Scraping for any advantage in the presidential race's waning days, John McCain and Barack Obama are introducing or reintroducing voters to a cast of characters.
McCain is spotlighting a former '60s radical and a corrupt government insider – both linked to his Democratic opponent. Obama is raising the GOP candidate's links to a disgraced savings and loan executive and a supporter of right-wing death squads.
Both are stretching the truth, at times, to smear by association. A look at the facts:
William Ayers: Forty years ago, Ayers was a founder of the Weather Underground, a group that claimed responsibility for a series of bombings, including nonfatal blasts at the Pentagon and U.S. Capitol. He was a fugitive for years with his wife, Bernadine Dohrn. But after he surrendered in 1980, charges were dropped because of prosecutorial misconduct. Eventually, he became a professor at the University of Illinois at Chicago, specializing in education reform and advising Chicago Mayor Richard Daley.
In 1995, Ayers hosted a meet-the-candidate session at his home for Obama as he prepared to run for the state Senate. Later, the two worked with the same charity and social-service groups in Chicago.
Obama has tried to minimize his link to Ayers, at one point saying he was just a guy who lived in the same neighborhood. But while there was more to the relationship than that, there is no evidence they were close or that Ayers advised Obama. Obama has denounced Ayers' violent activities, which occurred when Obama was a child.
Charles Keating: Keating was a real estate speculator and savings and loan owner. His institution failed, costing many investors their life savings and sticking taxpayers with a $2.8billion bailout cost.
McCain received $112,000 from him, his family and associates, and traveled to the Bahamas at Keating's expense. McCain also took up Keating's cause with financial regulators who were investigating the businessman.
Keating eventually went to prison, and McCain got a mild rebuke from the Senate ethics committee. He repaid $112,000 to the Treasury and reimbursed Keating for the trips. He later called attending two meetings with bank regulators on behalf of Keating “the worst mistake of my life” and said it made him more sensitive to the need for government reform.
Antoin “Tony” Rezko: Rezko was a key supporter and donor throughout Obama's political career. Obama estimates Rezko raised $250,000 for his various campaigns, but not his presidential bid. The two were friends who talked often about politics and occasionally dined out together with their wives.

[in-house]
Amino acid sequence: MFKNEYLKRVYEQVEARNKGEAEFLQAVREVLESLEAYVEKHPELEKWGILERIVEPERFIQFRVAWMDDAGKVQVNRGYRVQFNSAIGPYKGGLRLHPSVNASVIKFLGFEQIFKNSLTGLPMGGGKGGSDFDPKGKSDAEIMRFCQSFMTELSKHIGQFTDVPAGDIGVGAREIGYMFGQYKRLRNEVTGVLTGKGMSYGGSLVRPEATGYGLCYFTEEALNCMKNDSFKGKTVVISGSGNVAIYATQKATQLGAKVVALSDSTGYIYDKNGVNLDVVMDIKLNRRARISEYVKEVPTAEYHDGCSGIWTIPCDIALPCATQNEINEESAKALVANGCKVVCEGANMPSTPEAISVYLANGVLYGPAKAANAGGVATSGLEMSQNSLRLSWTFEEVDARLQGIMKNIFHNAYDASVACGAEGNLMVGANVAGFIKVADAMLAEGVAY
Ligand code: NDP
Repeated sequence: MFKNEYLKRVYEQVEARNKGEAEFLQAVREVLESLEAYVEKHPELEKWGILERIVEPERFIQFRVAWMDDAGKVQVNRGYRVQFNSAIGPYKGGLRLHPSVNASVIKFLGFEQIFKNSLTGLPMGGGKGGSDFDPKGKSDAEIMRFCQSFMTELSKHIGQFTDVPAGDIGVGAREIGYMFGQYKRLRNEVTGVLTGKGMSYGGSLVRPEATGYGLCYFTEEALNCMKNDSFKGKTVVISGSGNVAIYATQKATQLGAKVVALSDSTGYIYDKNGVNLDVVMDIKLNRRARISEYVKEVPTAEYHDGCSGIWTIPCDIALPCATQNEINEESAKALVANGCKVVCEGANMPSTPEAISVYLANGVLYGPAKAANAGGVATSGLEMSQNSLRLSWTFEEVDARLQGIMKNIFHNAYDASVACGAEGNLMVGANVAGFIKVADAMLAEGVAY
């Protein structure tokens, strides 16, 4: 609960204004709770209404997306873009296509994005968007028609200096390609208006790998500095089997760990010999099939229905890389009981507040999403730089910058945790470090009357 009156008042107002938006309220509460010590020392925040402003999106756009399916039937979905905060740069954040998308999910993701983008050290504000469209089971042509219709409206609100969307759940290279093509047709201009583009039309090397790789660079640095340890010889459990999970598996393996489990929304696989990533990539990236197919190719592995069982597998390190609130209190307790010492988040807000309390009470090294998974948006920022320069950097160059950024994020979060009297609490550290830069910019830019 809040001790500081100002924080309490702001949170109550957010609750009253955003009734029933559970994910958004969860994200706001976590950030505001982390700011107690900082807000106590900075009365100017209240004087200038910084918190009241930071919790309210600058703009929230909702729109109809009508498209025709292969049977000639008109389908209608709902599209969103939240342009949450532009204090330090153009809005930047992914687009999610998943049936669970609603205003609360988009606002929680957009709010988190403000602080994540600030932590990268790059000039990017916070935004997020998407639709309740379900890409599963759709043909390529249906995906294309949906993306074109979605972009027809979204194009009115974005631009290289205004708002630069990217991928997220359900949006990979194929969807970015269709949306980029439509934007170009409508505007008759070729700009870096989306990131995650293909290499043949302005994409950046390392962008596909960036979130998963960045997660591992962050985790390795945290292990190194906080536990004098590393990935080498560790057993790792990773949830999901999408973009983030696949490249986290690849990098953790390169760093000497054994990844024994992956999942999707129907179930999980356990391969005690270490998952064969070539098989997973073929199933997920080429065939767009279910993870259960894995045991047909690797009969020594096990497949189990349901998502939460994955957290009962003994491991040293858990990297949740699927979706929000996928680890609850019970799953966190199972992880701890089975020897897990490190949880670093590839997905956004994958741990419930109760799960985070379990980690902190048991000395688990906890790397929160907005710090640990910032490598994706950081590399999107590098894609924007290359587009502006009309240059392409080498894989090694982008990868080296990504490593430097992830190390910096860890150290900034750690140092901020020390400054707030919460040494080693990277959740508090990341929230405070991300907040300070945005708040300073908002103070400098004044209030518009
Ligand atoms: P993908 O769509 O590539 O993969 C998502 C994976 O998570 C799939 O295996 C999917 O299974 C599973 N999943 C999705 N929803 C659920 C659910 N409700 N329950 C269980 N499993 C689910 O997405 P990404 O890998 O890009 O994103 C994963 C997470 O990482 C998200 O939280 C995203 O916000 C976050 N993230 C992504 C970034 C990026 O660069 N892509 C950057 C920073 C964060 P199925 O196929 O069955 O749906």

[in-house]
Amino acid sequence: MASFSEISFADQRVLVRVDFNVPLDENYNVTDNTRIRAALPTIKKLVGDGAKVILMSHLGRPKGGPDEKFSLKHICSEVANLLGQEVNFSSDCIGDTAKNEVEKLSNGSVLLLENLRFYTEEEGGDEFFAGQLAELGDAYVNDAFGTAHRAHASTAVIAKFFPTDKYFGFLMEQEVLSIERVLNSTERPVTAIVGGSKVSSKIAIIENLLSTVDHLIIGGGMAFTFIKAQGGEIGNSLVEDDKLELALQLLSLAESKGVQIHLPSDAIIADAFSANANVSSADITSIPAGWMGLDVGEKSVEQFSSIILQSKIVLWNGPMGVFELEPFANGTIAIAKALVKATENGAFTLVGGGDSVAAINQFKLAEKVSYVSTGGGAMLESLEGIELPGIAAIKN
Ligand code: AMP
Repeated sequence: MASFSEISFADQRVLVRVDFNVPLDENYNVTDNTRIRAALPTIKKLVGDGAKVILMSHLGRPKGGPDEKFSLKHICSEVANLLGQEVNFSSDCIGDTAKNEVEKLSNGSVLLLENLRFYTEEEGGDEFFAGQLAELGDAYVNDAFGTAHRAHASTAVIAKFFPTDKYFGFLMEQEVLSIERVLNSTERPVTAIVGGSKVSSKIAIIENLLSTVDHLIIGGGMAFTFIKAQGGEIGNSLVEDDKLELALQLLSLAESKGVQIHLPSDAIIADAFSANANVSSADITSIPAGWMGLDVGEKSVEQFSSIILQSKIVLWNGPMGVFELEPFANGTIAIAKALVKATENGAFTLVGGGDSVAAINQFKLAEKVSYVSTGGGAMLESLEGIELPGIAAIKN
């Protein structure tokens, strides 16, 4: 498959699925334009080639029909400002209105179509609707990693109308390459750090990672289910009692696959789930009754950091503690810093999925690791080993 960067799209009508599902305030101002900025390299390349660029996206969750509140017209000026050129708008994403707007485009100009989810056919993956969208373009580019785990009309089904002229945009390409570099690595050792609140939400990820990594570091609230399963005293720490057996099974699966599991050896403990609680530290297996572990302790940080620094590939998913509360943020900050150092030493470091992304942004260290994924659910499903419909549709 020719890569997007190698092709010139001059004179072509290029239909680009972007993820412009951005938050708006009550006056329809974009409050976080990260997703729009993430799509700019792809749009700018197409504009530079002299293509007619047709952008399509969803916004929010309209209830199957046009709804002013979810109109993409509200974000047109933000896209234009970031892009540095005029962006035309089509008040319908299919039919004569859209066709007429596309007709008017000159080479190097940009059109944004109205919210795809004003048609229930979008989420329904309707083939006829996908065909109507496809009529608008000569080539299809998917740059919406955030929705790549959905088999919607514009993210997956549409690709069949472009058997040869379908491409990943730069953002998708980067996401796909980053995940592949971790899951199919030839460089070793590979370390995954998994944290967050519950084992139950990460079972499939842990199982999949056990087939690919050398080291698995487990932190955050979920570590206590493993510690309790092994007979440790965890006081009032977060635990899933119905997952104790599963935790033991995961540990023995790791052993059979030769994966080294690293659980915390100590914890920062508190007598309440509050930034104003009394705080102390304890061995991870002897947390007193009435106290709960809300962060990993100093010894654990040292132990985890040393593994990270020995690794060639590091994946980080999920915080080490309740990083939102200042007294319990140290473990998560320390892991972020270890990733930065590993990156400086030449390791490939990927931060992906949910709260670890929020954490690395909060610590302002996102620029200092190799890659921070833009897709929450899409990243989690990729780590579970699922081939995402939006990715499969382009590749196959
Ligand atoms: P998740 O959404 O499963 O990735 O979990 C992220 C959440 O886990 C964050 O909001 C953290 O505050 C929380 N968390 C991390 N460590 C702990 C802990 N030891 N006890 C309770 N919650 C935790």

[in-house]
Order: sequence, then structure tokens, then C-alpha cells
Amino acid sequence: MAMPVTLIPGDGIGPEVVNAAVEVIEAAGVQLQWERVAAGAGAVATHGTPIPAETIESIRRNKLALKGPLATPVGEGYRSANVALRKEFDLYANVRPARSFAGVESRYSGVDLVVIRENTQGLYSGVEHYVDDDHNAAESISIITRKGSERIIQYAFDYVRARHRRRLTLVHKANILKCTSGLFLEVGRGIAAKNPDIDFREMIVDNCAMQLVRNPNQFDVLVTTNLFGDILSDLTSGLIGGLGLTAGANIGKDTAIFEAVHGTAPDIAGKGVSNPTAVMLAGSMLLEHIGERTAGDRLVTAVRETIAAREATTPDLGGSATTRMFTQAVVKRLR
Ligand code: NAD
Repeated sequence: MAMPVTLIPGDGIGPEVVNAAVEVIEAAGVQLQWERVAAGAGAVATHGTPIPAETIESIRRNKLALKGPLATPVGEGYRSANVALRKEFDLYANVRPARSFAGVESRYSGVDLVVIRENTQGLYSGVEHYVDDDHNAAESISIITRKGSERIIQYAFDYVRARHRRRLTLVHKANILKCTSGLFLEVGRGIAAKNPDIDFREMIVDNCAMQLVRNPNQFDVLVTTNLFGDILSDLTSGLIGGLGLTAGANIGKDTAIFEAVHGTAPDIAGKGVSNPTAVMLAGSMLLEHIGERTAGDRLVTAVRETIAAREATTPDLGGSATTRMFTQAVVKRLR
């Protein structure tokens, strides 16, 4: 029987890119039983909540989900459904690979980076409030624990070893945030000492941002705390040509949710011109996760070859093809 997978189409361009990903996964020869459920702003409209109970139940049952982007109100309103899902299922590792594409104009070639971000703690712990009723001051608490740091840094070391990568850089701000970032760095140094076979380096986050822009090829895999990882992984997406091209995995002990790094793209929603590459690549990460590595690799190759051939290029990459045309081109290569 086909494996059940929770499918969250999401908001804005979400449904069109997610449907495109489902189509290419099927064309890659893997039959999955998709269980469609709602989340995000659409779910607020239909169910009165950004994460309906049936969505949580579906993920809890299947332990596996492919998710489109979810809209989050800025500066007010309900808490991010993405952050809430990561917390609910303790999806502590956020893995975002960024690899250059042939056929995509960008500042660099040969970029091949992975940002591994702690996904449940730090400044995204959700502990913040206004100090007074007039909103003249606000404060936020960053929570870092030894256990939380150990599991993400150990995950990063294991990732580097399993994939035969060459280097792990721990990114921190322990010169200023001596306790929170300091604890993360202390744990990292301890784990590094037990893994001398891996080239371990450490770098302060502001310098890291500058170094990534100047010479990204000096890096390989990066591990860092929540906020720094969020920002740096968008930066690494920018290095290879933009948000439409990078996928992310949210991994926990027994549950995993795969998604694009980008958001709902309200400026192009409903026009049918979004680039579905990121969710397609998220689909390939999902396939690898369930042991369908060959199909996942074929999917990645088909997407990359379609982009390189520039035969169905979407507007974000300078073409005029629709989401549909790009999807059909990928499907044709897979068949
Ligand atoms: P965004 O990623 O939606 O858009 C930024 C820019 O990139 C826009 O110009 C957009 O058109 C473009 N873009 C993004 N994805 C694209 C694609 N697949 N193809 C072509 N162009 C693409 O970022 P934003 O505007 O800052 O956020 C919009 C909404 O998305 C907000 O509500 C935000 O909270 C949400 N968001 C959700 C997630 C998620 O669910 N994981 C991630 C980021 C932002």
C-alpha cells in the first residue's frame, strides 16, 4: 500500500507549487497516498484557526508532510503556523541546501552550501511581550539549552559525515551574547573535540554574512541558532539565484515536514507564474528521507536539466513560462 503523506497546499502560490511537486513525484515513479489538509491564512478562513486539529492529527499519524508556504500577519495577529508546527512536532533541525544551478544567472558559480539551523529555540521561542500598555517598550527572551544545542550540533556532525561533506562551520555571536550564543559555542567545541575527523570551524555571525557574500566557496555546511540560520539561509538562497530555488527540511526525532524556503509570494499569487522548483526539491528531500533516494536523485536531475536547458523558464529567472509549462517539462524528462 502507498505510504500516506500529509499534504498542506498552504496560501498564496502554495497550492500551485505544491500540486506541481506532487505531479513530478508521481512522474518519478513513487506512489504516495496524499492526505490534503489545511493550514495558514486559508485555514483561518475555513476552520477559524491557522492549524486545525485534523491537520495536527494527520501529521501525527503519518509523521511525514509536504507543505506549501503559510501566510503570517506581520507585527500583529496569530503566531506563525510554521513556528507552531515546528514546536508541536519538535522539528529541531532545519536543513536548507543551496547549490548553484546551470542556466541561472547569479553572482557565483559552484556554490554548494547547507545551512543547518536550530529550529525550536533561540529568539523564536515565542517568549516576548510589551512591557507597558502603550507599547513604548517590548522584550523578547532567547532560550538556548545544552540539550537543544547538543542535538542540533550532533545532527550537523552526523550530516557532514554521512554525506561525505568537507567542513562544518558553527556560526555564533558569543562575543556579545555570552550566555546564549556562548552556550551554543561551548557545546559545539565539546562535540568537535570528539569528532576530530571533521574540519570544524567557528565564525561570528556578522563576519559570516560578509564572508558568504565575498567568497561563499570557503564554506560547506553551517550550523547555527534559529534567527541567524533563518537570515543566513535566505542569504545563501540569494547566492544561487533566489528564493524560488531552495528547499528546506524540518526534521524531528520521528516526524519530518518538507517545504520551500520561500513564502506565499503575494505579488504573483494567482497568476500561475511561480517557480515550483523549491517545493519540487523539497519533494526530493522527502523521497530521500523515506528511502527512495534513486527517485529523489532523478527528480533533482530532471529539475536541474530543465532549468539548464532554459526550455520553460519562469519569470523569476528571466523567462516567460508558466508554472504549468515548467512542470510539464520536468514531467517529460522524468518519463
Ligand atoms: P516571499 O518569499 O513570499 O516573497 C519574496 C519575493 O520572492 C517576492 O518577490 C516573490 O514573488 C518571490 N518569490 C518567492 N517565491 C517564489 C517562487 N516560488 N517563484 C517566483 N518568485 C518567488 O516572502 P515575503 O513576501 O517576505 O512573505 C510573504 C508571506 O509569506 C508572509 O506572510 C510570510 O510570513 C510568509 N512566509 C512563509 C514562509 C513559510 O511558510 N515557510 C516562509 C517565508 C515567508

Rezko was convicted this summer on federal charges of using his clout with state government to squeeze kickbacks out of firms wanting to do business with the state. The charges don't involve Obama. Rezko now appears to be cooperating with a federal probe of corruption in the Illinois government.
Obama consulted Rezko, a real estate developer, before buying a home in 2005. Rezko ended up buying a vacant lot next door, then selling some of the land to Obama. But Rezko did not help Obama pay for his house, and the sellers say Obama got no special treatment.
As a state senator, Obama endorsed government support of a Rezko housing project for senior citizens. Obama aides say he was simply supporting a project that would help residents of his district, not doing a favor for a friend.
John Singlaub: A retired Army general, Singlaub founded the U.S. Council for World Freedom, which aided rebels trying to overthrow the leftist government of Nicaragua. That landed the group in the middle of the Iran-Contra affair and in legal trouble with the Internal Revenue Service.
The council was connected to the World Anti-Communist League, a group linked to former Nazi collaborators and ultra-right-wing death squads in Central America.
McCain served on the council's advisory board in the early '80s. He says he quit in 1984 and asked to have his name taken off the letterhead in 1986. Singlaub says he doesn't recall McCain resigning, but also says McCain was never active in the group and instead just let it use his name.
Rick Davis: McCain's campaign manager had financial ties to mortgage giants Fannie Mae and Freddie Mac almost to the time the government took them over last month. Meanwhile, McCain has accused Obama of taking advice from former executives of Fannie and Freddie and failing to see they were heading for a meltdown.
Davis or his lobbying firm have taken over $2 million directly or indirectly from the mortgage companies dating to 2000. In 2005, the lobbying firm began getting $15,000 a month from Freddie Mac, although sources told The New York Times the firm did little work for the money.